The House had already voted to adopt California emissions standards for new cars starting in model year 2011. After slight differences between the two bills are worked out, the measure will go to Gov. Martin O’Malley, who has said he supports the idea.

Car dealers opposed the bills, saying they would make new cars more expensive. “We’re giving up this sovereignty to another state that we have no control over, that’s so far away,” argued Republican Sen. Allan Kittleman.

Democrats replied that Maryland is powerless to write emissions rules for cars—the choices are the federal standards or California standards. The bill passed 38-9.

Some Republicans joined in supporting the bill, including former Senate Republican Leader J. Lowell Stoltzfus of Somerset County. Stoltzfus said that drivers should make changes the way agriculture has made changes to reduce pollution in the Chesapeake. “Agriculture, in my opinion, has taken an unfair beating,” he said.

VA approves $250 million for Bay

The Virginia General Assembly and Gov. Tim Kaine in late February authorized selling up to $250 million in bonds to support wastewater treatment plant upgrades needed to meet Bay restoration goals.

“This is a giant step toward achieving Virginia’s regional Bay cleanup goals and will mean cleaner rivers and a healthier Chesapeake Bay for all Virginians,” said Ann Jennings, the Chesapeake Bay Foundation’s Virginia executive director.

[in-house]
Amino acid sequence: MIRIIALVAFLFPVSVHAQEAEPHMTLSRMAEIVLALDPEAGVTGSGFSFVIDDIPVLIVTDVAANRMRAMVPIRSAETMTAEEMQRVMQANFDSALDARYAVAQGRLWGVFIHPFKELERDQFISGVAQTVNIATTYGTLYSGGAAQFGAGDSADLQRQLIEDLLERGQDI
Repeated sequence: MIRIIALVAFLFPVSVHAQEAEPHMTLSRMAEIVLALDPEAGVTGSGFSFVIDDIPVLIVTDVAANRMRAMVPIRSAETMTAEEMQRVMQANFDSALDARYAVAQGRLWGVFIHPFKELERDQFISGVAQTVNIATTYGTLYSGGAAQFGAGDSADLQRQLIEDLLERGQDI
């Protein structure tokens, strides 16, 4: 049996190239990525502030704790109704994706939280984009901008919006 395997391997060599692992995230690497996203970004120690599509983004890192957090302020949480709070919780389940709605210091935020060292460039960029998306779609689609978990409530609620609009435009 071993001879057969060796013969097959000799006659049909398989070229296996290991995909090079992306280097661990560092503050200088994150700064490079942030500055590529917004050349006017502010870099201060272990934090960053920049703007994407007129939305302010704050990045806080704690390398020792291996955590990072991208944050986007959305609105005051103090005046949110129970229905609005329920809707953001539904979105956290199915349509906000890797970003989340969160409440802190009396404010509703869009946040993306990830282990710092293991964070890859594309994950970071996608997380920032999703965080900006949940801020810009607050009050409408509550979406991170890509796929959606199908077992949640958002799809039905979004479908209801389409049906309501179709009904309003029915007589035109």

The bond funding will help localities modernize wastewater plants and will result in approximately 4 million fewer pounds of nitrogen pollution entering Virginia waterways.

VA recycled water program closer

A water recycling program that would allow treated wastewater to be used for irrigating parks, lawns and crops; cooling industrial equipment; washing cars; and flushing office toilets has moved one step closer to reality.

For the past seven years, Virginia officials have been working on regulations for recycled water that would protect public health and the environment. In March, the State Water Control Board granted preliminary approval to the proposed program’s long-awaited set of rules.

After a public comment period and some possible tweaking of the rules, officials hope for a final board vote in September and a finished product in place by the end of the year.